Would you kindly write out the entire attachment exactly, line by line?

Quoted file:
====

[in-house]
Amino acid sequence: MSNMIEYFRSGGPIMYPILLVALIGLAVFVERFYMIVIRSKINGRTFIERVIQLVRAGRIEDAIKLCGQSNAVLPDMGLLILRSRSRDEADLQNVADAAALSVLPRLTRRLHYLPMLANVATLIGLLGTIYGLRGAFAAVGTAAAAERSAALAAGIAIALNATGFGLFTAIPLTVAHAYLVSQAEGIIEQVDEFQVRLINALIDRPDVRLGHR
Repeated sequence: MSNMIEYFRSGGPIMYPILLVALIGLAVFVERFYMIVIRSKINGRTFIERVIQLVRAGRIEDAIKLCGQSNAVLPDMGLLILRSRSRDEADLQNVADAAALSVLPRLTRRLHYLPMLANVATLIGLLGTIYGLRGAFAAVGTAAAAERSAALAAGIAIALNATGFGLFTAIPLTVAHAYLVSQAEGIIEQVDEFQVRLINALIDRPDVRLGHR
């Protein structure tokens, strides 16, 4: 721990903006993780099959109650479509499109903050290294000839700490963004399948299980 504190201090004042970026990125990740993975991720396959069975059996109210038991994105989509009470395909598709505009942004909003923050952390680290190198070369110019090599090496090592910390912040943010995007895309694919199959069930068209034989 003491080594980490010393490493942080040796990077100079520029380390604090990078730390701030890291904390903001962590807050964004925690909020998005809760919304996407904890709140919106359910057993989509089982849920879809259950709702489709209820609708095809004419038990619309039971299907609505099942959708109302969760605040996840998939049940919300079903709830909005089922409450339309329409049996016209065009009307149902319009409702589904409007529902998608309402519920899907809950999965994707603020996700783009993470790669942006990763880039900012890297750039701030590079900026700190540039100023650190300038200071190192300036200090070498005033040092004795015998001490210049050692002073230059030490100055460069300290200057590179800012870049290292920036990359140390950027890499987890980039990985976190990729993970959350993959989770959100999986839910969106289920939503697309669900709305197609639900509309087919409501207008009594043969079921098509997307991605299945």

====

[in-house]
Amino acid sequence: MSNMIEYFRSGGPIMYPILLVALIGLAVFVERFYMIVIRSKINGRTFIERVIQLVRAGRIEDAIKLCGQSNAVLPDMGLLILRSRSRDEADLQNVADAAALSVLPRLTRRLHYLPMLANVATLIGLLGTIYGLRGAFAAVGTAAAAERSAALAAGIAIALNATGFGLFTAIPLTVAHAYLVSQAEGIIEQVDEFQVRLINALIDRPDVRLGHR
Repeated sequence: MSNMIEYFRSGGPIMYPILLVALIGLAVFVERFYMIVIRSKINGRTFIERVIQLVRAGRIEDAIKLCGQSNAVLPDMGLLILRSRSRDEADLQNVADAAALSVLPRLTRRLHYLPMLANVATLIGLLGTIYGLRGAFAAVGTAAAAERSAALAAGIAIALNATGFGLFTAIPLTVAHAYLVSQAEGIIEQVDEFQVRLINALIDRPDVRLGHR
């Protein structure tokens, strides 16, 4: 721990903006993780099959109650479509499109903050290294000839700490963004399948299980 504190201090004042970026990125990740993975991720396959069975059996109210038991994105989509009470395909598709505009942004909003923050952390680290190198070369110019090599090496090592910390912040943010995007895309694919199959069930068209034989 003491080594980490010393490493942080040796990077100079520029380390604090990078730390701030890291904390903001962590807050964004925690909020998005809760919304996407904890709140919106359910057993989509089982849920879809259950709702489709209820609708095809004419038990619309039971299907609505099942959708109302969760605040996840998939049940919300079903709830909005089922409450339309329409049996016209065009009307149902319009409702589904409007529902998608309402519920899907809950999965994707603020996700783009993470790669942006990763880039900012890297750039701030590079900026700190540039100023650190300038200071190192300036200090070498005033040092004795015998001490210049050692002073230059030490100055460069300290200057590179800012870049290292920036990359140390950027890499987890980039990985976190990729993970959350993959989770959100999986839910969106289920939503697309669900709305197609639900509309087919409501207008009594043969079921098509997307991605299945």